ORANGE
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ORANGE
Amplifiers currently produced in London, England, the U.S., Korea, and China since the mid-1990s. Orange amplfiers were previously produced from circa 1968 to 1981. Distributed in the U.S. by the Orange Musical Electronic Company Limited in Atlanta, GA.
The Orange amplifier trademark was established by Clifford Cooper in September of 1968. Cooper started a shop in London, England selling musical instruments, but being a young man and not widely known, he was unable to develop many dealerships within his shop. Cooper decided to build amplifiers himself if he couldn't establish any dealerships with manufacturers. Cooper hired some of the best engineers in the area to build amplifiers, including Mat Mathias, and he acquired some vinyl in the color orange that they started covering the amps in. Instead of naming the company Cooper, he named it after the color the amps sported, and Orange amplifiers was born. Mathias left Orange in 1973 and went on to produce amps under the Matamp, Green, Red, Blue, and White labels (see Matamp).
The success of these amplifiers was partly to do with the oddly colored vinyl, but they were also solid, well-built, good sounding amps. It really didn't take long for Orange amps to take off in the 1970s when solid-state products were being introduced. Solid-state was innovative and new at the time, but users still craved the tube sound and power that tube amps could produce. So, Orange began making PA units that were full of power, along with bass combos, large guitar amps, mixing boards, disco units, & other products. Orange had a full line of products throughout the 1970s.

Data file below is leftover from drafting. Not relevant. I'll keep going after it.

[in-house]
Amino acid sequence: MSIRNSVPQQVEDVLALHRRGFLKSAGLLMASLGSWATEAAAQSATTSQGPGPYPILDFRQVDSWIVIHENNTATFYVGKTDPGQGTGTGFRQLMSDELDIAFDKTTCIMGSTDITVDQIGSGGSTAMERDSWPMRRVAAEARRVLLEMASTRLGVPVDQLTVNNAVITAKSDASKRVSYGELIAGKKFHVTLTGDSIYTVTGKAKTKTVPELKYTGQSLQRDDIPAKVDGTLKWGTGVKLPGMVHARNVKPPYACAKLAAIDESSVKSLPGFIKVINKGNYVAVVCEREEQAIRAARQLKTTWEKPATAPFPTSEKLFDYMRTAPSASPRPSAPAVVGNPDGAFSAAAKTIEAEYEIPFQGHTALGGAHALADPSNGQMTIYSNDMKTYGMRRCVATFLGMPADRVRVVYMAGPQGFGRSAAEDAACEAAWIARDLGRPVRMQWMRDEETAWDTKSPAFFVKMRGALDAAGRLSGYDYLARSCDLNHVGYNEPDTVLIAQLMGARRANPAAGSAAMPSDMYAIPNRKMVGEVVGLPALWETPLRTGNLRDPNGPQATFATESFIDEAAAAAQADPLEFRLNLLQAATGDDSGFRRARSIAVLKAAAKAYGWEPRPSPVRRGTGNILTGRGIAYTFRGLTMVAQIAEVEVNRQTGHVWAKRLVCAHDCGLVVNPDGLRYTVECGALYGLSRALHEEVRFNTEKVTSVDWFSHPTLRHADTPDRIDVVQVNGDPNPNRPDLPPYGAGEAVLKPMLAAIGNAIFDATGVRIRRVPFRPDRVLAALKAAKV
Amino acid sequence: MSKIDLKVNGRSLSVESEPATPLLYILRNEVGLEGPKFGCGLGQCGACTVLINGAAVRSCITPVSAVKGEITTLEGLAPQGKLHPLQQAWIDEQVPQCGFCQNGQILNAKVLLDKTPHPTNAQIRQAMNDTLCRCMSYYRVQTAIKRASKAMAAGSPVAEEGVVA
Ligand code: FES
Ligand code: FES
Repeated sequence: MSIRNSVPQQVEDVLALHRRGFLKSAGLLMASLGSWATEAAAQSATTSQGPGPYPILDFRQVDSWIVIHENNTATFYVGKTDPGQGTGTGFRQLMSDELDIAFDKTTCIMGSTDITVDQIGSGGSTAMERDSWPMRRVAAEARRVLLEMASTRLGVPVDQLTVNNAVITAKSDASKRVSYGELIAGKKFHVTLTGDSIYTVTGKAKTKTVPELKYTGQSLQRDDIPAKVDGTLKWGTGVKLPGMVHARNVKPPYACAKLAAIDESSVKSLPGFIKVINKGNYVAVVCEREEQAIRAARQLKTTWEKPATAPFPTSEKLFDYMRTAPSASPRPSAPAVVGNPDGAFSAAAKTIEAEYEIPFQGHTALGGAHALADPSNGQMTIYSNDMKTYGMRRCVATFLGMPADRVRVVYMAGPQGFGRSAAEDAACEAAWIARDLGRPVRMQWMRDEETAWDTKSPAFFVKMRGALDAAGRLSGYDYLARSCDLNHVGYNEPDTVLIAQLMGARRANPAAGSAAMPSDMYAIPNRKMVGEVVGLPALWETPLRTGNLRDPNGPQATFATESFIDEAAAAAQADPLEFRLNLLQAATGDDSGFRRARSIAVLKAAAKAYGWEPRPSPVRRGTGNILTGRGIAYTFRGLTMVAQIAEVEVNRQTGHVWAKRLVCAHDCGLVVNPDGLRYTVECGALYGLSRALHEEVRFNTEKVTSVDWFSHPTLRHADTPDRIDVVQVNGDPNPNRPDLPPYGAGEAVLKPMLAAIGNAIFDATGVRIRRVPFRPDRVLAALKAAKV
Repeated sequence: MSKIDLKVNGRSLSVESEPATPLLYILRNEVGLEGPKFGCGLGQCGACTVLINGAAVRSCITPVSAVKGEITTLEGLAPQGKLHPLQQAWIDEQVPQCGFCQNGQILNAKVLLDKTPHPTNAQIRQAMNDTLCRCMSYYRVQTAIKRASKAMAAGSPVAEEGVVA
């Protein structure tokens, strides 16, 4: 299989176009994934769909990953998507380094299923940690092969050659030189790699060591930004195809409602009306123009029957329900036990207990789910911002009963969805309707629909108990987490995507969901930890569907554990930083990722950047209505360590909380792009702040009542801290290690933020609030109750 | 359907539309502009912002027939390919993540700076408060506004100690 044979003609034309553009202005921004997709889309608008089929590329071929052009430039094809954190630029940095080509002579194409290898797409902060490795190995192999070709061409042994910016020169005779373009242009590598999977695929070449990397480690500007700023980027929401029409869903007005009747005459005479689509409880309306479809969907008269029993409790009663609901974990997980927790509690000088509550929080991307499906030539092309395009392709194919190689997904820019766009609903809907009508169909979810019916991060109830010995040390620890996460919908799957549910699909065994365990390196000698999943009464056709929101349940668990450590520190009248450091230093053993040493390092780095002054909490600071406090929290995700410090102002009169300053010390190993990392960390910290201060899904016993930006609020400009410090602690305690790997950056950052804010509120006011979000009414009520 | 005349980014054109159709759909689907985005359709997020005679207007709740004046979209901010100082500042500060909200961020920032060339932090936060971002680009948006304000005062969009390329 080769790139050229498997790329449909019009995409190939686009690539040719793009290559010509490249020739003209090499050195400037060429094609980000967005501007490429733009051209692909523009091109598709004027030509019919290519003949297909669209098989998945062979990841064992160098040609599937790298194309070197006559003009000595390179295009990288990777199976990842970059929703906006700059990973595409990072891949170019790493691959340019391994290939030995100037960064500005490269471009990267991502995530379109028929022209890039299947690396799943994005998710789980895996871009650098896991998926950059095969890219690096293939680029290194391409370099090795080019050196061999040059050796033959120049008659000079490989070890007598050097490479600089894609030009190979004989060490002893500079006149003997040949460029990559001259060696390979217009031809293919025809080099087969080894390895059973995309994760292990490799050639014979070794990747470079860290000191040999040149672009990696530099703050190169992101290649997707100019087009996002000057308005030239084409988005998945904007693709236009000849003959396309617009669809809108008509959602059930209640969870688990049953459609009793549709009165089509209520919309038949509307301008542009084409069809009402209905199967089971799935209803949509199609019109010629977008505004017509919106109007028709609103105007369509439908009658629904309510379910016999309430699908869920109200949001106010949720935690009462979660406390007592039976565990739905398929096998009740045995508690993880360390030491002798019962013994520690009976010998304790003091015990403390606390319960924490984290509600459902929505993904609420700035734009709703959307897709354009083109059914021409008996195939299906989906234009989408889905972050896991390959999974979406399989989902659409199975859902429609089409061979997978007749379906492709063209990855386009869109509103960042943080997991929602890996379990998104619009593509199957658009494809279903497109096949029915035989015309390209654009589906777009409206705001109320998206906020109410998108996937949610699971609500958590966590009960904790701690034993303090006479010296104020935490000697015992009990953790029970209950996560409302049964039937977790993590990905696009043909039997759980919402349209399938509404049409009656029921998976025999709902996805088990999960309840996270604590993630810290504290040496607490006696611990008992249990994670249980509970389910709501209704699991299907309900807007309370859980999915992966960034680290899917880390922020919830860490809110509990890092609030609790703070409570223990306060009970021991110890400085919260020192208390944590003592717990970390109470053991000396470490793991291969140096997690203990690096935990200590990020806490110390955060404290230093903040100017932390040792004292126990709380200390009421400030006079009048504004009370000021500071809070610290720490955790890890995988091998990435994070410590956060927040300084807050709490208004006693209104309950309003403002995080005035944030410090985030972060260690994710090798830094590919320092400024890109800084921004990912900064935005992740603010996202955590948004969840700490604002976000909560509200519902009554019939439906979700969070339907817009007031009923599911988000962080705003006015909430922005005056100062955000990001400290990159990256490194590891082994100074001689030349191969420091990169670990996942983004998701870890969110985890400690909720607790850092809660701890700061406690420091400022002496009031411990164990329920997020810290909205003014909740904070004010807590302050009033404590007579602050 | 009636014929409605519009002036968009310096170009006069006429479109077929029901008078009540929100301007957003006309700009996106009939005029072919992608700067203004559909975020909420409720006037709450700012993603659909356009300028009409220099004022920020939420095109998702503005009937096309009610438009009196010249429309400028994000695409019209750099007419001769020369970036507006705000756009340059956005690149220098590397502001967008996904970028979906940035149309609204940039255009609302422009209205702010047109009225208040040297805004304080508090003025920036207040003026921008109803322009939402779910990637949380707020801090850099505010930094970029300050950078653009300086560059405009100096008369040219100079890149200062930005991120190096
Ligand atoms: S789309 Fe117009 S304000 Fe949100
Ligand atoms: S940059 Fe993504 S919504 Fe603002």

The dawn of the 1980s signified Orange's demise. Solid-state amps were becoming a useful option and synthesizers became the new fad. Suddenly, Orange didn't have the following they once had and they stopped producing amps circa 1981. There is speculation that amps were produced sporadically during the 1980s, but most people consider 1981 to be the last year of Orange. In 1993, Orange was revived by the original founder, Clifford Cooper. The first amps appeared in 1994 and were reissues of the popular OR80 and OR120 models from the 1970s. In 1995, they released the V12 Combo and Hustler Combo. In 1997, Orange introduced the Oscillatory Transition Return (OTR) model, which was a completely new innovation for Orange. In 2000, Orange introduced a line of solid-state practice amps that are produced in Korea. Orange continues to produce a full line of guitar and bass amps that are produced in England, the U.S., and Korea. For more information, visit Orange's website or contact them directly. Source for Orange history: www.orange-amps.com by Mo Morgan the Media Manager at Orange in 2002.

From Blue Book Publications:


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